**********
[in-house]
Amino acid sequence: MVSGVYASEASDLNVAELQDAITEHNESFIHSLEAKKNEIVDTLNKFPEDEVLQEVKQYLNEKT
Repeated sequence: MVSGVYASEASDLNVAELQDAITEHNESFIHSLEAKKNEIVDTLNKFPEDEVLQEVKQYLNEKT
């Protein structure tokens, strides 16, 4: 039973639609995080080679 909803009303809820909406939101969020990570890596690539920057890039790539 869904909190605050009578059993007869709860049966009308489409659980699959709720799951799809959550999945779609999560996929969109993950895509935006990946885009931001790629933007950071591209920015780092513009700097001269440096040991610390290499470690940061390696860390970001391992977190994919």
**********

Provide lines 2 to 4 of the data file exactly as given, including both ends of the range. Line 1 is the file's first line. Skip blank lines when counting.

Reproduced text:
Amino acid sequence: MVSGVYASEASDLNVAELQDAITEHNESFIHSLEAKKNEIVDTLNKFPEDEVLQEVKQYLNEKT
Repeated sequence: MVSGVYASEASDLNVAELQDAITEHNESFIHSLEAKKNEIVDTLNKFPEDEVLQEVKQYLNEKT
């Protein structure tokens, strides 16, 4: 039973639609995080080679 909803009303809820909406939101969020990570890596690539920057890039790539 869904909190605050009578059993007869709860049966009308489409659980699959709720799951799809959550999945779609999560996929969109993950895509935006990946885009931001790629933007950071591209920015780092513009700097001269440096040991610390290499470690940061390696860390970001391992977190994919």